Spending time with old friends, part 1: Full Circle (of the Moon)
As the month of September drew to a close, we finally got a well-earned reprieve from the sweltering heat of one of the hottest summer on record. We also received the exciting news that another Castlevania collection, the Castlevania Advance Collection, would be making its way to the Nintendo Switch, available later that same day.
Of course, I immediately bought it.
Although we’ve spent considerable time playing the heck out of Bloodstained: Ritual of the Night and its various spin-off games, there’s nothing quite like revisiting Dracula’s Old Haunts on new hardware.
Featuring the three fantastic Game Boy Advance titles—Circle of the Moon, Harmony of Dissonance, and Aria of Sorrow—along with the Super NES title Castlevania: Dracula X, the set is a a dream come true for fans of the portable Metroidvania games. Last time we revisited these titles was a few years ago, in part three of our original Castlevania: Journey Through the Years series. Now, let’s take a look at the first title of the new collection: Castlevania: Circle of the Moon.
To begin with, having Circle of the Moon available on a larger display (including the ability to increase the display to full-screen, which I love) eliminates nearly all of the issues I had with the original GBA version, namely the poorly lit screen. Playing it on the Switch is comparable to revisiting the Wii U virtual console version, but with a few enhancements. There’s a new “gadget” feature that allows players to see which enemies drop the valuable DSS cards throughout the game. It’s pretty useful unless you’re trying to look at the map while killing enemies that drop cards.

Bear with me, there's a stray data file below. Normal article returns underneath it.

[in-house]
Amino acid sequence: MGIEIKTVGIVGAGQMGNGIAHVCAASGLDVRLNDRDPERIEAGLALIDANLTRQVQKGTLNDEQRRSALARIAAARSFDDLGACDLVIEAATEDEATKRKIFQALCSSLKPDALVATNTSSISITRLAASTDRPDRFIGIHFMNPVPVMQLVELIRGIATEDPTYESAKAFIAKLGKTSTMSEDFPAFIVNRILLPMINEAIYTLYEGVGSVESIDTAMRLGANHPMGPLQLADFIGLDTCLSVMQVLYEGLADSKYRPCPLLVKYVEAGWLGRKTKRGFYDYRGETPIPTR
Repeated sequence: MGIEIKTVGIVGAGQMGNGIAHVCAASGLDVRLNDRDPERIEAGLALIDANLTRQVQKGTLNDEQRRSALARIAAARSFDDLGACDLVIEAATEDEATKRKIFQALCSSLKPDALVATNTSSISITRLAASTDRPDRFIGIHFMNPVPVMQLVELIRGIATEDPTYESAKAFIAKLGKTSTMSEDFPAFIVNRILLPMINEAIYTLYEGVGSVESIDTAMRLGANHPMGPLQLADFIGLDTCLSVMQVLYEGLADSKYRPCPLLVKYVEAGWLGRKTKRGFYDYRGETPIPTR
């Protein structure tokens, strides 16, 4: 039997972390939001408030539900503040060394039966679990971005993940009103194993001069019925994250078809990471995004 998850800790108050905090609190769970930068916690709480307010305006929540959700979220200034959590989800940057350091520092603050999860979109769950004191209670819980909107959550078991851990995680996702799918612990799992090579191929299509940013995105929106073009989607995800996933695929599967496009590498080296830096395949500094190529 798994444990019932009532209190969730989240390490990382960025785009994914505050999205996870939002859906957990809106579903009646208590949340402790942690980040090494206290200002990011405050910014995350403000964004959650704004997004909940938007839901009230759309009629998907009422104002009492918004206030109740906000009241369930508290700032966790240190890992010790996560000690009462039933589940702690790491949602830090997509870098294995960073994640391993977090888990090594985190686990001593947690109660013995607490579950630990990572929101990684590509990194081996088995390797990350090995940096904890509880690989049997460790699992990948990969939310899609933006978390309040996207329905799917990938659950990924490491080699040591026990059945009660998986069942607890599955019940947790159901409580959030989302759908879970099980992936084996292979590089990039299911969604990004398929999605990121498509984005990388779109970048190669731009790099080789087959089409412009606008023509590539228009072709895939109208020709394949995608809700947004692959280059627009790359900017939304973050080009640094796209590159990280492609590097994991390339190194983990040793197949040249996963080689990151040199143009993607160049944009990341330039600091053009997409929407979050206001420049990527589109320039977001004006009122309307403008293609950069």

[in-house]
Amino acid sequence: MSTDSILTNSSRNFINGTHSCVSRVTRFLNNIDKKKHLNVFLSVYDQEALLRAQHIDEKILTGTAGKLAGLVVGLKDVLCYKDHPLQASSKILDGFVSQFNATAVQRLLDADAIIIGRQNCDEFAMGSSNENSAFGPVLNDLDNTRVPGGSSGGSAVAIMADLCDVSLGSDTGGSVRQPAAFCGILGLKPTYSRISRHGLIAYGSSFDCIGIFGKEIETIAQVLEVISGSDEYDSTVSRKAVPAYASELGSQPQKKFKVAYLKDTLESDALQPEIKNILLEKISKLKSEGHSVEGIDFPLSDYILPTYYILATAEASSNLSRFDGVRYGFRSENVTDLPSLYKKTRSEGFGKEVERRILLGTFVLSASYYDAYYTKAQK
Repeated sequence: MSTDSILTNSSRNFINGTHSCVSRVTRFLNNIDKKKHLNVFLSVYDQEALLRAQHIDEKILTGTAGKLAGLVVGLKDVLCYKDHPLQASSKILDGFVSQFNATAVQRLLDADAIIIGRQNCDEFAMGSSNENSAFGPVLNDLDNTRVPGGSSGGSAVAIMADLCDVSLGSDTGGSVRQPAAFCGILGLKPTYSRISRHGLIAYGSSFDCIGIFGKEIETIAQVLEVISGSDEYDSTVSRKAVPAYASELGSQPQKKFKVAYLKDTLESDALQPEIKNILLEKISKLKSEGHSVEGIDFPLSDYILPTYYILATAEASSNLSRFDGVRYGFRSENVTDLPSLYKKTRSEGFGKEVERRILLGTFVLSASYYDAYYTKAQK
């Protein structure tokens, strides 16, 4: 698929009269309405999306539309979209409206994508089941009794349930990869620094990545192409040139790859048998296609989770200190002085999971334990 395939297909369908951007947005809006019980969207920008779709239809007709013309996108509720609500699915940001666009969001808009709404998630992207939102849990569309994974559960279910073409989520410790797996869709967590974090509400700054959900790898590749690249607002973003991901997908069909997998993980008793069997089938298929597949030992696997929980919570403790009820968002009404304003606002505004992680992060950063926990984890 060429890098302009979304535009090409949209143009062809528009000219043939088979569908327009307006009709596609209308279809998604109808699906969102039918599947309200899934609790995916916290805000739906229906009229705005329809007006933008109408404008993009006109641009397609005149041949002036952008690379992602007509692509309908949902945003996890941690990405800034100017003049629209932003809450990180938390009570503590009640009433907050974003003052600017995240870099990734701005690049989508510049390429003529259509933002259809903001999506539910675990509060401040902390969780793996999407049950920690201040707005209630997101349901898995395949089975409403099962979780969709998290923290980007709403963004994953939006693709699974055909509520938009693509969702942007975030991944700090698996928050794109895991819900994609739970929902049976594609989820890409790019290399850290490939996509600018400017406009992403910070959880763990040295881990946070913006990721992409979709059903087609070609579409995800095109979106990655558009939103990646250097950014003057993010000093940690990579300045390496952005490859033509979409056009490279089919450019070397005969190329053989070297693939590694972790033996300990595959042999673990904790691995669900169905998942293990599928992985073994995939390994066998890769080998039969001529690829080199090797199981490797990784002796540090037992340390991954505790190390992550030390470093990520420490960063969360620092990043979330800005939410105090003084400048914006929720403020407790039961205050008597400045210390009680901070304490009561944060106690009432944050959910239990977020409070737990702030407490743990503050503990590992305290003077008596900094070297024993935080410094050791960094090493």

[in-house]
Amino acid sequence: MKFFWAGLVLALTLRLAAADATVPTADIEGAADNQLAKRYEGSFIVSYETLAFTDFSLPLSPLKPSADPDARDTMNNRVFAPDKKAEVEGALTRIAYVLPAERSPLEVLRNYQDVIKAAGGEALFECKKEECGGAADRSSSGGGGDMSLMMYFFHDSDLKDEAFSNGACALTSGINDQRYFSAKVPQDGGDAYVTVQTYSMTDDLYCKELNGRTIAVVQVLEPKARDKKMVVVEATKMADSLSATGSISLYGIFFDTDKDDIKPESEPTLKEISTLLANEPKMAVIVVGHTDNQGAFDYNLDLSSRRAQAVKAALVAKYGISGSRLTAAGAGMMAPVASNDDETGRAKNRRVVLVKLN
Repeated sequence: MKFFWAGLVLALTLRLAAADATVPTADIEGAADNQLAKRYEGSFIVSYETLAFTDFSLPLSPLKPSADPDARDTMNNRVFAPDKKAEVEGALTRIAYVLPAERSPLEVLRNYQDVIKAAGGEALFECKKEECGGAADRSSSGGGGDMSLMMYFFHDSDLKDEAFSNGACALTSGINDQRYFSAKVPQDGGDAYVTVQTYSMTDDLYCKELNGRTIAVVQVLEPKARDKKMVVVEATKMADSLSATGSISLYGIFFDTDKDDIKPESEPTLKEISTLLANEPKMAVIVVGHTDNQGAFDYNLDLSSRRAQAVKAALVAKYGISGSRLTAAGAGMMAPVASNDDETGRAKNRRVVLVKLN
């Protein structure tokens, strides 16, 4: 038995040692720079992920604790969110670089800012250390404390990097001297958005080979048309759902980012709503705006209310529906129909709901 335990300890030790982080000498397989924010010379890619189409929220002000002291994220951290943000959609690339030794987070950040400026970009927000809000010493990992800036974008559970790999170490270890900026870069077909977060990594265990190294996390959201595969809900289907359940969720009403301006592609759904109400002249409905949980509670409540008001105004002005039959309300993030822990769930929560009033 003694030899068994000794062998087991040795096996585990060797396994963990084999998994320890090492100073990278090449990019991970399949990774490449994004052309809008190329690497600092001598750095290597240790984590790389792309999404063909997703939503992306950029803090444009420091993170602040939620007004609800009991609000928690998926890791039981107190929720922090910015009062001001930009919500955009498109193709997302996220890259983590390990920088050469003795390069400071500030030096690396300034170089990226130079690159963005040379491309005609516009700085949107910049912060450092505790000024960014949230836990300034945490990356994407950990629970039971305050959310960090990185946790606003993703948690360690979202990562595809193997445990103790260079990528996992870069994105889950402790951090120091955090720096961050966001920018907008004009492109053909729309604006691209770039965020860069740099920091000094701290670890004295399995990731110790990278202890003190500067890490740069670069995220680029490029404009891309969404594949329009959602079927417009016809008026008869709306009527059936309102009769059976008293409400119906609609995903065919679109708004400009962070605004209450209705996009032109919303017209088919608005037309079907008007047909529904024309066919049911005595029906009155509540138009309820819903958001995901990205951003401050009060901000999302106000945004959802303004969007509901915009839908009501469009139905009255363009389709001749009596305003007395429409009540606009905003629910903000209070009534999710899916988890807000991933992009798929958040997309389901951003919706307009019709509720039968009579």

Take the Bloody Sword enemy in the chapel, for instance. If you’re using a shield ability to easily dispatch the rusty blades, the gadget keeps notifying you of the card drop on the right side of the screen, right where the map of the chapel is located. It’s not a big deal, but it can be frustrating.
You can also record/playback re-plays, save or load at any time, change button mapping, and the screen size at will.
These are all handy features that serve to enhance the gameplay further. The DSS glitch—where you can use any card’s abilities without actually possessing the card—is also intact.
Better yet, players have the option of experiencing the Japanese version of the game and have access to a full encyclopedia for each title. These gameplay improvements eventually serve to underscore Circle of the Moon’s high quality and fun factor. It’s a truly great game that exists in a bit of a vacuum within the overall arch of the series. The visuals are a bit different, traversing the castle isn’t as fluid as other Metroidvanias, and the DSS system is completely unique from other games in the series.
The narrative, too, gives some flavor to the experience, giving it high replay value. Plus, it’s fun throwing balls of electricity or hitting enemies Ninja Gaiden-style with various DSS card combos. While it can be frustrating killing certain enemies over-and-over ad nauseum until you obtain one of the rare cards (an annoying hallmark of every modern Castlevania and Bloodstained game — seriously), it’s still a fun experience worth revisiting almost two decades later.
Wow, now we feel old. But much like Dracula rising from the depths of his banishment every century or so, we shall always rise to the occasion to play more Castlevania!
Okay, Konami, where’s Symphony of the Night?
This concludes today’s presentation, and our first installment of Castlevania: Journey Through the Years in what seems like an eternity. Aren’t you glad we resurrected it? Don’t touch that dial—we’ll be back soon with short retrospectives on the other three titles in the set as time allows. Revisiting these Castlevania titles at this moment in time is certainly interesting and immensely fun. Stay tuned and thanks for reading!